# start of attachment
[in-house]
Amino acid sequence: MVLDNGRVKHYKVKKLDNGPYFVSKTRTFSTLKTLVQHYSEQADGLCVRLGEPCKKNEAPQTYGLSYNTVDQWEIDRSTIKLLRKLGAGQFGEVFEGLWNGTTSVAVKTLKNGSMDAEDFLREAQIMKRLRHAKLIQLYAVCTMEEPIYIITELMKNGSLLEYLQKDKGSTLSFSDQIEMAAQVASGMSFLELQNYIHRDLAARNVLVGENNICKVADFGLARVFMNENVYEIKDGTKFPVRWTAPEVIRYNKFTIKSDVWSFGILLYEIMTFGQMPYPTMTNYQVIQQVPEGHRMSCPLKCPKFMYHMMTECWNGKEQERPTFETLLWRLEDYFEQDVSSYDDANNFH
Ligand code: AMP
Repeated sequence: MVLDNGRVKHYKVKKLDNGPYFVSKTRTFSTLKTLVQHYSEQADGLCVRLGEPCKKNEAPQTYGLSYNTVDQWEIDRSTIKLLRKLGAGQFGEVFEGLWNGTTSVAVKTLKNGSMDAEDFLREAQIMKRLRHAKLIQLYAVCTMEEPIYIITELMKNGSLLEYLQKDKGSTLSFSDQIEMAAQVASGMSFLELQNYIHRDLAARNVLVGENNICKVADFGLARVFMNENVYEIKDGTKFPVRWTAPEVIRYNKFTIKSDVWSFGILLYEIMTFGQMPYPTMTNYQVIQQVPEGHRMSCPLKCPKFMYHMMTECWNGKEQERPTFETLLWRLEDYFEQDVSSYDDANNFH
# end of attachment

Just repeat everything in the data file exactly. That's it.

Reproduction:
[in-house]
Amino acid sequence: MVLDNGRVKHYKVKKLDNGPYFVSKTRTFSTLKTLVQHYSEQADGLCVRLGEPCKKNEAPQTYGLSYNTVDQWEIDRSTIKLLRKLGAGQFGEVFEGLWNGTTSVAVKTLKNGSMDAEDFLREAQIMKRLRHAKLIQLYAVCTMEEPIYIITELMKNGSLLEYLQKDKGSTLSFSDQIEMAAQVASGMSFLELQNYIHRDLAARNVLVGENNICKVADFGLARVFMNENVYEIKDGTKFPVRWTAPEVIRYNKFTIKSDVWSFGILLYEIMTFGQMPYPTMTNYQVIQQVPEGHRMSCPLKCPKFMYHMMTECWNGKEQERPTFETLLWRLEDYFEQDVSSYDDANNFH
Ligand code: AMP
Repeated sequence: MVLDNGRVKHYKVKKLDNGPYFVSKTRTFSTLKTLVQHYSEQADGLCVRLGEPCKKNEAPQTYGLSYNTVDQWEIDRSTIKLLRKLGAGQFGEVFEGLWNGTTSVAVKTLKNGSMDAEDFLREAQIMKRLRHAKLIQLYAVCTMEEPIYIITELMKNGSLLEYLQKDKGSTLSFSDQIEMAAQVASGMSFLELQNYIHRDLAARNVLVGENNICKVADFGLARVFMNENVYEIKDGTKFPVRWTAPEVIRYNKFTIKSDVWSFGILLYEIMTFGQMPYPTMTNYQVIQQVPEGHRMSCPLKCPKFMYHMMTECWNGKEQERPTFETLLWRLEDYFEQDVSSYDDANNFH